I find it endlessly amusing to watch Republicans all but swoon these days when they hear the names of former President Bill Clinton and Secretary of State Hillary Clinton, as if to say “now THOSE are Democrats we could work with… if only we had reasonable Democratic leaders like THAT.”
Because as anyone with memories that stretch back to the ’90s can tell you, that is decidedly not how the Clintons were treated at the time.
The president was reviled and attacked bitterly, for failures both real but mainly imagined, and was granted not a scintilla of respect for the office that he held. In fact, the extremist hatred of all things Clinton became downright surreal, to the point that the president and his wife were investigated by the House Government Oversight Committee for involvement in the “murder” of aide Vince Foster. The committee chairman even took a pistol to a watermelon in his backyard to demonstrate how the vile deed was done.
Republican congressional leaders shut down the government repeatedly in their effort to bring Clinton down, and he was publicly accused of everything from rape — yes, “legitimate rape” — to running a major cocaine ring. Hillary Clinton in particular was turned into an object of misogynistic hate and ridicule, under attack for everything from her cookie-baking skills to her gender preference. Republicans at the time could not bring themselves to even utter her first name without spitting it out as a venom-inflected invective.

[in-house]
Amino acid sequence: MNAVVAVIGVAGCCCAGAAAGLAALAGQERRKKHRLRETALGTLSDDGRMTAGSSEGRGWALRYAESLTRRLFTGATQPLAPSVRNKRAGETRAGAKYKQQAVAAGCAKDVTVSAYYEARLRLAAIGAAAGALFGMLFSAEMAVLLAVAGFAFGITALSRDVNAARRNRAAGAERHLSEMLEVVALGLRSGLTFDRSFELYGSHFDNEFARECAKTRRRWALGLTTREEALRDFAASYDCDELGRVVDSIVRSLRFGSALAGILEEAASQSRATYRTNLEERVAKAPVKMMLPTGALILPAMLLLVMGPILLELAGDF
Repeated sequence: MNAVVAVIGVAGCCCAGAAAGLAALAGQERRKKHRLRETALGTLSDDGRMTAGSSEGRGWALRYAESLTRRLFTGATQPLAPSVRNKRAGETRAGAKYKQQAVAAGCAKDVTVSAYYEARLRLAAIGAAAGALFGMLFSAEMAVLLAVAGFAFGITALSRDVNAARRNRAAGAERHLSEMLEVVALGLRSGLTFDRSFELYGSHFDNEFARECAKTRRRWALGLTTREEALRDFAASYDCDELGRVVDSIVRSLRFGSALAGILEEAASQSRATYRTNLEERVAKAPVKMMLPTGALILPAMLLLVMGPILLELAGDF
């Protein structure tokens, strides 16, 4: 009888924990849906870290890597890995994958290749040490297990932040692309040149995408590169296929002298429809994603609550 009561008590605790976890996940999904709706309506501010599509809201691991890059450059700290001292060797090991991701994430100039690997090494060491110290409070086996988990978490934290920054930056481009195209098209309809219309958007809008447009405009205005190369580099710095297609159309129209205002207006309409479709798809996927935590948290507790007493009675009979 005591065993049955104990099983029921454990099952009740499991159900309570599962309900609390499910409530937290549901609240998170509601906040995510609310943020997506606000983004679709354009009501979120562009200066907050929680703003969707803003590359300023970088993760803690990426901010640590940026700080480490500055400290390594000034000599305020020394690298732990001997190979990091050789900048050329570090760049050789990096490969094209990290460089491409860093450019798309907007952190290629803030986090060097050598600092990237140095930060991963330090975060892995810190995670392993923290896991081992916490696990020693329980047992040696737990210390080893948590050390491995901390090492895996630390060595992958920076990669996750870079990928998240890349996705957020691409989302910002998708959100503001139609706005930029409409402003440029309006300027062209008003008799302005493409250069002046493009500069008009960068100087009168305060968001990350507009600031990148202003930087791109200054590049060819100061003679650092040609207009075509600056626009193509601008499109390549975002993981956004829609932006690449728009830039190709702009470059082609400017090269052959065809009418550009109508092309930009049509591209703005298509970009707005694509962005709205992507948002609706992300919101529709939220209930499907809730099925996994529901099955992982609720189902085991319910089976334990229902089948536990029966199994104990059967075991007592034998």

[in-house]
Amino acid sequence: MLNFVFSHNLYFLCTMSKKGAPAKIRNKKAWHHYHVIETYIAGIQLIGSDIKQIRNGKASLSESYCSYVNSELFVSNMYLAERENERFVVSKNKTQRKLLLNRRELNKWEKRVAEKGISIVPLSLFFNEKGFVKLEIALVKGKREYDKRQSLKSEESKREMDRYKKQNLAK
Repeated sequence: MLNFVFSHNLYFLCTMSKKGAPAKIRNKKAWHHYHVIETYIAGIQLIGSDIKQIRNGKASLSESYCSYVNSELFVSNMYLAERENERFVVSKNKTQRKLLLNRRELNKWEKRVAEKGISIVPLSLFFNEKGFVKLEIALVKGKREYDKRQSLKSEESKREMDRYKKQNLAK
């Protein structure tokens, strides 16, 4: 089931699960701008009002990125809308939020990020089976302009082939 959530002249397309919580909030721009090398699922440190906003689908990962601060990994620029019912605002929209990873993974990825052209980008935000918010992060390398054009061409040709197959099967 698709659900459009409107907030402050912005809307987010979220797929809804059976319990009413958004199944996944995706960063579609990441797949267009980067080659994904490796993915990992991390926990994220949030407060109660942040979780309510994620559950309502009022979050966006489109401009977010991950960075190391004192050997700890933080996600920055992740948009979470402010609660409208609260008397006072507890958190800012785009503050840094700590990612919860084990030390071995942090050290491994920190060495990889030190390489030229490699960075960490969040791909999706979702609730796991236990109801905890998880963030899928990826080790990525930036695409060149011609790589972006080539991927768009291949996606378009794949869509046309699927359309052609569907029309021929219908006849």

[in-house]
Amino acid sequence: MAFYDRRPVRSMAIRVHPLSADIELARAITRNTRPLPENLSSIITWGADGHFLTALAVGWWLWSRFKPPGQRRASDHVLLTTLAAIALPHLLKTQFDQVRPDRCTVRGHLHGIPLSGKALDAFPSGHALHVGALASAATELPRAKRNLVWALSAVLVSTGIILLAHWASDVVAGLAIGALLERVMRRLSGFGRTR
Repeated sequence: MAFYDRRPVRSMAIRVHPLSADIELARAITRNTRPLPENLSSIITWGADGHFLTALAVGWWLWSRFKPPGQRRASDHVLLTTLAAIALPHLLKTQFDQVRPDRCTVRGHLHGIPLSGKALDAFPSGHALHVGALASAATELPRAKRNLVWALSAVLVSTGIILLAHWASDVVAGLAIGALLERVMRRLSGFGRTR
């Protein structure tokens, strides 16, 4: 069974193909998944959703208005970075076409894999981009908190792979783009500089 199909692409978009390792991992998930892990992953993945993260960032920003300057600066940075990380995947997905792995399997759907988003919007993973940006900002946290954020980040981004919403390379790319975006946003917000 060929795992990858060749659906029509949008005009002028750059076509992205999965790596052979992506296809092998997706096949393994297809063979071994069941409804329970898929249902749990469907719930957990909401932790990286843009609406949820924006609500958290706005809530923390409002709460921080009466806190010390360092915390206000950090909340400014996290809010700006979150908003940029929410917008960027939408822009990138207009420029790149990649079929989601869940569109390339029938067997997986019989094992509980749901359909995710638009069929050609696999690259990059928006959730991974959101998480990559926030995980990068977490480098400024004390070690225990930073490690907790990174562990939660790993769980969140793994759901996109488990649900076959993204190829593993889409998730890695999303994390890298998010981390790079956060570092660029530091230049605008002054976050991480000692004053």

In other words, the Republicans tried to do to the Clintons precisely what they have since tried so gleefully to do to Barack Obama. And while Obama and the Clintons have a competitive history of their own, tracing back to the 2008 Democratic primaries in which Obama defeated the former First Lady, I suspect their shared experience as targets of “the vast right-wing conspiracy,” as Hillary put it, forms a bond between them. Surely, neither of the Clintons harbors the slightest doubt that if Hillary had become the nominee, they once again would have become the targets of blind rage and anger.
On Wednesday, Bill Clinton will perform an unusual role for a former president, officially putting the name of Barack Obama before the Democratic National Convention for confirmation as its 2012 nominee for president. It will be a closely watched speech, delivered by one president who has been through the fire on behalf of a second who still finds himself engulfed in it.
– Jay Bookman